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Geochemical and geochronological constraints on the genesis of Au-Te deposits at Cripple Creek, Colorado

Economic Geology

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Abstract

The Cripple Creek district (653 metric tons (t) of Au) consists of Au-Te veins and disseminated gold deposits that are spatially related to alkaline igneous rocks in an Oligocene intrusive complex. Vein paragenesis includes quartz-biotite-K feldspar-fluorite-pyrite followed by base metal sulfides and telluride minerals. Disseminated deposits consist of microcrystalline native gold with pyrite that are associated with zones of pervasive adularia. New 40Ar/39Ar dates indicate that there was a complex magmatic and hydrothermal history. Relatively felsic rocks (tephriphonolite, trachyandesite, and phonolite) were emplaced into the complex over about 1 m.y., from 32.5 ?? 0.1 (1??) to 31.5 ?? 0.1 Ma. A younger episode of phonolite emplacement outside of the complex is indicated by an age of 30.9 ?? 0.1 Ma. Field relationships suggest that at least one episode of mafic and ultramafic dike emplacement occurred after relatively more felsic rocks and prior to the main gold mineralizing event. Only a single whole-rock date for mafic phonolite (which indicated a maximum age of 28.7 Ma) was obtained. However, constraints on the timing of mineralization are provided by paragenetically early vein minerals and K feldspar from the disseminated gold pyrite deposits. Early vein minerals (31.3 ?? 0.1-29.6 ?? 0.1 Ma) and K feldspar (29.8 ?? 0.1 Ma) from the Cresson disseminated deposit, together with potassically altered phonolite adjacent to the Pharmacist vein (28.8 and 28.2 ?? 0.1 Ma), suggest there was a protracted history of hydrothermal activity that began during the waning stages of phonolite and early mafic-ultramafic activity and continued, perhaps intermittently, for at least 2 m.y. Estimated whole-rock ??18O values of the alkaline igneous rocks range from 6.4 to 8.2 per mil. K feldspar and albite separates from igneous rocks have lead isotope compositions of 206Pb/204Pb = 17.90 to 18.10, 207Pb/204Pb = 15.51 to 15.53, and 208Pb/204Pb = 38.35 to 38.56. These isotopic compositions, together with major and trace element data, indicate that the phonolitic magmas probably evolved by fractional crystallization of an alkali basalt that assimilated lower crustal material. Upper crustal contamination of the magmas was not significant. The 206Pb/204Pb compositions of vein galenas almost entirely overlap those of phonolites, suggesting a genetic relationship between alkaline magmatism and mineralization. However, a trend toward higher 207Pb/204Pb (15.57-15.60) and 208Pb/204Pb ratios (38.94-39.48) of some galenas suggests a contribution to the ore fluid from surrounding Early Proterozoic rocks, probably through leaching by mineralizing fluids. Limited stable isotope compositions of quartz, K feldspar, and biotite from this and previous studies support a largely magmatic origin for the early vein fluids. It is suggested that three features were collectively responsible for generating alkaline magmas and associated mineral deposits: (1) the timing of magmatism and mineralization, which coincided with the transition between subduction-related compression and extension related to continental rifting; (2) the location of Cripple Creek at the junction of four major Precambrian units and at the intersection of major northeast-trending regional structures with northwest-trending faults, which served as conduits for magmas and subsequent hydrothermal fluids; and (3) the complex magmatic history which included emplacement of relatively felsic magmas followed by successively more mafic magmas with time.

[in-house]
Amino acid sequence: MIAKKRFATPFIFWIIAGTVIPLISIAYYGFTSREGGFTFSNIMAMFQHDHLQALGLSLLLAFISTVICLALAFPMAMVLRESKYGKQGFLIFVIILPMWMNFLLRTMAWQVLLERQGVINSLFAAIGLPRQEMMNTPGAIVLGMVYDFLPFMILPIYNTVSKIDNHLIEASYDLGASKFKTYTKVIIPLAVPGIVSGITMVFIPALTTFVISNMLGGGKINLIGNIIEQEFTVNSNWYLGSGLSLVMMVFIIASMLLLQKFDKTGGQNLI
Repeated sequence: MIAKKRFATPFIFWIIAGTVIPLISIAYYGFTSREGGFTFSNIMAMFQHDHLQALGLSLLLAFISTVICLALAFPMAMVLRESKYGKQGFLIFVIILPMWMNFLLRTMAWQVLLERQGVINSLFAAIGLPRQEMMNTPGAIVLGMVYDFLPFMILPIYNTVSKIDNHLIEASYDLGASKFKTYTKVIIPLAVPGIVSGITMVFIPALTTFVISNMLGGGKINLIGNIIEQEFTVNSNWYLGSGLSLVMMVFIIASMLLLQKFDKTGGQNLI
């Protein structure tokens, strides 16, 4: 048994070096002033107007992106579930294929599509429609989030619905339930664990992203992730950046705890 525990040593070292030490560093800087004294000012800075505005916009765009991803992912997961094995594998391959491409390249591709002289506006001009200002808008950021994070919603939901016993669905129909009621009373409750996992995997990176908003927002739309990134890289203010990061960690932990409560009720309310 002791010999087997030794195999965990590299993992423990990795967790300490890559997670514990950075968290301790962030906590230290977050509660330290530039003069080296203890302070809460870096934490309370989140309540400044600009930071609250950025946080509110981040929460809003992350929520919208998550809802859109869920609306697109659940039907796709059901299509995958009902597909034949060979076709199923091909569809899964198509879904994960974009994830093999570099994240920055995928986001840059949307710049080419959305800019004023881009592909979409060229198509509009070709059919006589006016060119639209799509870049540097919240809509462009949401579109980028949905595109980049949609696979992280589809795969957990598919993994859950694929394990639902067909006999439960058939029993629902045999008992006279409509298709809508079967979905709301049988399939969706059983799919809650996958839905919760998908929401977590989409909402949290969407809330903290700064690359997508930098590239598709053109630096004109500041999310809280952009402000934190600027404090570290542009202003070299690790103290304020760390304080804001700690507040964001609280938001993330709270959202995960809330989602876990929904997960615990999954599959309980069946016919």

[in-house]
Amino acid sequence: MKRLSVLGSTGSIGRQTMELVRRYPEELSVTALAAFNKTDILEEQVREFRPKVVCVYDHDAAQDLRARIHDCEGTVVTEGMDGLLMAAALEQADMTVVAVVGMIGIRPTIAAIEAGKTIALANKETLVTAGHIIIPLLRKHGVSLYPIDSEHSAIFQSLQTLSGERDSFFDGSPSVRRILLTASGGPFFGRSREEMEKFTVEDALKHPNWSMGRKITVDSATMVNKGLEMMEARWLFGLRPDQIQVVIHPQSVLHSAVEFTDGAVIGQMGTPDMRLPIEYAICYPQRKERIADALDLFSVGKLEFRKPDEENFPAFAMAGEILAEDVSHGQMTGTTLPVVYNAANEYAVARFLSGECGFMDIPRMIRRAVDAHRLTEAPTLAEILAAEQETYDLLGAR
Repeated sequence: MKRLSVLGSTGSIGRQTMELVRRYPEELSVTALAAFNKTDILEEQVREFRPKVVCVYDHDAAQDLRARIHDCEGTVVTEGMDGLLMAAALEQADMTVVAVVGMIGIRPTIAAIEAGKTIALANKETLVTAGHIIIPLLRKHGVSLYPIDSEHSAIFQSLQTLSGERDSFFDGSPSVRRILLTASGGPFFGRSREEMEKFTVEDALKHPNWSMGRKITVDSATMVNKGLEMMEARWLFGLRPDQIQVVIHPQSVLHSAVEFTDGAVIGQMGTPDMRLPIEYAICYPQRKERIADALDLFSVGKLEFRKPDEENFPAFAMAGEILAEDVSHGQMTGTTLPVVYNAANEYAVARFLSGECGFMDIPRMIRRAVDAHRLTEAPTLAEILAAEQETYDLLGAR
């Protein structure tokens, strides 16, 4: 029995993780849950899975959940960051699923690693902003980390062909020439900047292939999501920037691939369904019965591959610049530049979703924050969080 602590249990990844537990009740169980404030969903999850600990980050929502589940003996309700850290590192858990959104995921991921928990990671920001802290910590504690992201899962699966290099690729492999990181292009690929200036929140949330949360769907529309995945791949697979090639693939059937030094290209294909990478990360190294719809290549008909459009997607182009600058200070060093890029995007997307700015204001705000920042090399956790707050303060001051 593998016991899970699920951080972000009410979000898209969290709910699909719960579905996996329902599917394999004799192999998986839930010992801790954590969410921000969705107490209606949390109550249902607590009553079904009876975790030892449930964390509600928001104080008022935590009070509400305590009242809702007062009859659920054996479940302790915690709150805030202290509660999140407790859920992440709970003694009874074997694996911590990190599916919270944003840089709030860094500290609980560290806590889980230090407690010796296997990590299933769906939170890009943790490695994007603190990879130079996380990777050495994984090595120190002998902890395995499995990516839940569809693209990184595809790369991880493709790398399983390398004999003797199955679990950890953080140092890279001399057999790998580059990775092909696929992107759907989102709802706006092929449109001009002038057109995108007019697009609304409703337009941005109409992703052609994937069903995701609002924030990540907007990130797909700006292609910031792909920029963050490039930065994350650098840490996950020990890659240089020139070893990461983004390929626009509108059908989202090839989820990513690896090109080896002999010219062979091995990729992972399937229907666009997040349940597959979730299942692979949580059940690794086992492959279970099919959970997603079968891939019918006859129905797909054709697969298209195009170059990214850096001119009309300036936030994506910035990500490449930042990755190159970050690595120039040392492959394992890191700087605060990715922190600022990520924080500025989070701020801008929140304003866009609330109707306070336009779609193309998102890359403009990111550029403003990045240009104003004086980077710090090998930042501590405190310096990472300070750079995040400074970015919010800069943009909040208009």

Additional Publication Details

Publication type:
Article
Publication Subtype:
Journal Article
Title:
Geochemical and geochronological constraints on the genesis of Au-Te deposits at Cripple Creek, Colorado
Series title:
Economic Geology
Volume
93
Issue:
7
Year Published:
1998
Language:
English
Larger Work Type:
Article
Larger Work Subtype:
Journal Article
Larger Work Title:
Economic Geology
First page:
981
Last page:
1012
Number of Pages:
32